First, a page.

Garage Band Days - Revisited

The Band
The Band | Source
GUITAR
GUITAR | Source

Getting Started

I was 19 years old; I had been playing the guitar since I was 9 and had played bass a good bit as well. I had been in a few "bands" per say, but we never really played anything. I was ready to get serious and make an attempt to do something meaningful with my musical talent. My older brother also played guitar and sang, so we got together and decided to start a band. We needed another member or two so we put the word out amongst our friends and family. We come from a very musical family, and have quite a few musically inclined friends, so the response was pretty immediate. We had a jam session with our cousin who played guitar and bass, the session went well so we had another bass/guitar player. We decided right away that we would switch back and forth, and actually incorporate the switch into our shows. I would be playing guitar while he played bass and vice versa, we would share instruments so there would always be a hand off of the instruments at certain intervals of our show. We had some really good material worked out after only a few sessions, I think it helped that we were all close and had learned how to play partially by teaching each other over the years. All we needed was a drummer, so we got in contact with another distant relative; we call him our cousin, so we'll leave it at that. We were a band, and right off we all clicked, it was like we had been playing together for years.

Being Ourselves
Being Ourselves | Source

The First Gig

We had at the most three practices as a band, though I think it might have been only two; before we played our first gig. It was a private party that was being held by yet another cousin; wow there are a lot of cousins in this story and it doesn't end here. The point is that we had very little experience as a band and only 5 or so songs that we had fairly well worked out. We probably weren't really ready, but we figured it would be friends and family and if nothing else we could get some feed-back about our sound. When we arrived at the party, as expected, it was more like a family reunion than a party. So we visited for a few, then we got busy and set up our equipment. In about fifteen minutes we were doing sound checks and getting ready to play. I don't even remember which song we played, but the gravitation of the party was in our direction almost immediately. We played through our five songs fairly quickly and ended our set, so we could hang-out with everyone. I think it helped that most the attendees were music lovers, like us, but we heard nothing but praise from everyone. We had two more cousins proclaiming that they would be at all our shows, to help us setup and tear down our equipment. They convinced us to play some more, so it became more like a practice than a show at that point, but the crowd didn't seem to mind. We even made up a few songs on the fly which actually turned out to be the highlight of the night. Everyone was hollering and screaming, and claiming that we sounded just like Metallica. By the way, we played fairly heavy rock & roll type music, which we later coined "blues-thrash".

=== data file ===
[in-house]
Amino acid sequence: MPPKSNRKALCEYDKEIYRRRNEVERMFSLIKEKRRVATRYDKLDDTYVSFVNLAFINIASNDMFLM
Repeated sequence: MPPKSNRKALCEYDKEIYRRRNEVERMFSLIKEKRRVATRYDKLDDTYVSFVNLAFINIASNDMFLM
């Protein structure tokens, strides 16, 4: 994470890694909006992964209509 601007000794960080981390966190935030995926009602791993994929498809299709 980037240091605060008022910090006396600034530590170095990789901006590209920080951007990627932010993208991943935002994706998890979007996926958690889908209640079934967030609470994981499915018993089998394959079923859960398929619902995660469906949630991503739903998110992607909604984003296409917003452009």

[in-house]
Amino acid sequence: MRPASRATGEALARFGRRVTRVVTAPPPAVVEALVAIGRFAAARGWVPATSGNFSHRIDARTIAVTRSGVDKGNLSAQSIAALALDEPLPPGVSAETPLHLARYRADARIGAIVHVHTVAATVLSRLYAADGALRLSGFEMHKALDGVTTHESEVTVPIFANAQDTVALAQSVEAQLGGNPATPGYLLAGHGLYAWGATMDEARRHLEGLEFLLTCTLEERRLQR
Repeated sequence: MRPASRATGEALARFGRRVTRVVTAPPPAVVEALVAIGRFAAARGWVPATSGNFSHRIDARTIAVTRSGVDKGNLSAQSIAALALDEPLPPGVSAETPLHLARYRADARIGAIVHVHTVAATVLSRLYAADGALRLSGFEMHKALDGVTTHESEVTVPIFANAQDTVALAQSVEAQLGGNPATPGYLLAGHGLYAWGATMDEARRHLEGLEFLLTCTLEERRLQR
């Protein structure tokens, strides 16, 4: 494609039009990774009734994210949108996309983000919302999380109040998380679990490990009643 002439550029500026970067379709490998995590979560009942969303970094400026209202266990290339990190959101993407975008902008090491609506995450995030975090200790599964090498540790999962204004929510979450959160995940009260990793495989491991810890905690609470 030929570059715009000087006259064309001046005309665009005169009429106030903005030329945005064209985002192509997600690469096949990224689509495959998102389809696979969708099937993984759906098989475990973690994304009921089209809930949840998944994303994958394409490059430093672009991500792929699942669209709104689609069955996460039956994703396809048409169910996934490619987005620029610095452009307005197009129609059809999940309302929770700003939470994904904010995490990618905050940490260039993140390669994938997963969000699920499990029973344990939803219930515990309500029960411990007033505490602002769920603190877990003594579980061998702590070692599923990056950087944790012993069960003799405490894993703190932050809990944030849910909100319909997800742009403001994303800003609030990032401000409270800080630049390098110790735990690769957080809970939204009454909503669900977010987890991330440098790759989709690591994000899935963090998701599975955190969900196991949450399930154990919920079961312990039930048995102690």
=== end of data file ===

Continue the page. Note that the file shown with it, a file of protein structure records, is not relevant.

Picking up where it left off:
Blues-Thrash

Maybe we didn't make up the term "blues-thrash", or maybe we did; I don't know. I do know that I can't seem to find much on the term and hadn't heard it before we began using it back in the day. I was going to give a year, but decided not to as I don't want to expose too much about my age. To get back to the point, my cousin (the guitar/bass player) had a distinctly blues style of playing, while I had a heavy style, similar to that of Metallica. The two styles went surprisingly well together to create a fairly unique style of music, that just sounded kind of bluesy with an over all heavy thrash ambiance. Hence the term “Blues-Thrash” was born.